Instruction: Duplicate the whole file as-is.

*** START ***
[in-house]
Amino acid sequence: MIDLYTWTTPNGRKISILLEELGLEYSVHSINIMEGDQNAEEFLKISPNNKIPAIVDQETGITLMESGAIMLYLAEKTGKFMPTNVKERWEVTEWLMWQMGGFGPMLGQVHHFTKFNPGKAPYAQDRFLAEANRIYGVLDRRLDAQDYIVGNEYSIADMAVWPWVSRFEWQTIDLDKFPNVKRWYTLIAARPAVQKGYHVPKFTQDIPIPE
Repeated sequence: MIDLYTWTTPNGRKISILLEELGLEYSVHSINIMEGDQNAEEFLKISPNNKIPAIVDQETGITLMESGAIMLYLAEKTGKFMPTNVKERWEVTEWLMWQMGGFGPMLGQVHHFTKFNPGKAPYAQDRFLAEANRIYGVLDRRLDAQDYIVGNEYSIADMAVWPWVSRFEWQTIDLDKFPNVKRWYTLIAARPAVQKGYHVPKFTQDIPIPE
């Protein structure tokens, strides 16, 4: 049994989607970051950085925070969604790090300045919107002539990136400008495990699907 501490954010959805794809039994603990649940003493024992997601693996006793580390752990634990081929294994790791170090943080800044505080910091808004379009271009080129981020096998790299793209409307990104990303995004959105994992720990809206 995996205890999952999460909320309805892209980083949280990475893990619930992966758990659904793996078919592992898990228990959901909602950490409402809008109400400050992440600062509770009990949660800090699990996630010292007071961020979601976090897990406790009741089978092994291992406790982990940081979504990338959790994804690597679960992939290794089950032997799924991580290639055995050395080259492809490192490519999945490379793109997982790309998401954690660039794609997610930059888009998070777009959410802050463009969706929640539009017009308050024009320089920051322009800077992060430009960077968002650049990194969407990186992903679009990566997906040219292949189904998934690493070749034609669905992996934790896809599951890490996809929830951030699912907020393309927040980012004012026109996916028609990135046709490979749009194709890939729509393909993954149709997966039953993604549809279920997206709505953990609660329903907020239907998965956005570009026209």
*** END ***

[in-house]
Amino acid sequence: MIDLYTWTTPNGRKISILLEELGLEYSVHSINIMEGDQNAEEFLKISPNNKIPAIVDQETGITLMESGAIMLYLAEKTGKFMPTNVKERWEVTEWLMWQMGGFGPMLGQVHHFTKFNPGKAPYAQDRFLAEANRIYGVLDRRLDAQDYIVGNEYSIADMAVWPWVSRFEWQTIDLDKFPNVKRWYTLIAARPAVQKGYHVPKFTQDIPIPE
Repeated sequence: MIDLYTWTTPNGRKISILLEELGLEYSVHSINIMEGDQNAEEFLKISPNNKIPAIVDQETGITLMESGAIMLYLAEKTGKFMPTNVKERWEVTEWLMWQMGGFGPMLGQVHHFTKFNPGKAPYAQDRFLAEANRIYGVLDRRLDAQDYIVGNEYSIADMAVWPWVSRFEWQTIDLDKFPNVKRWYTLIAARPAVQKGYHVPKFTQDIPIPE
């Protein structure tokens, strides 16, 4: 049994989607970051950085925070969604790090300045919107002539990136400008495990699907 501490954010959805794809039994603990649940003493024992997601693996006793580390752990634990081929294994790791170090943080800044505080910091808004379009271009080129981020096998790299793209409307990104990303995004959105994992720990809206 995996205890999952999460909320309805892209980083949280990475893990619930992966758990659904793996078919592992898990228990959901909602950490409402809008109400400050992440600062509770009990949660800090699990996630010292007071961020979601976090897990406790009741089978092994291992406790982990940081979504990338959790994804690597679960992939290794089950032997799924991580290639055995050395080259492809490192490519999945490379793109997982790309998401954690660039794609997610930059888009998070777009959410802050463009969706929640539009017009308050024009320089920051322009800077992060430009960077968002650049990194969407990186992903679009990566997906040219292949189904998934690493070749034609669905992996934790896809599951890490996809929830951030699912907020393309927040980012004012026109996916028609990135046709490979749009194709890939729509393909993954149709997966039953993604549809279920997206709505953990609660329903907020239907998965956005570009026209």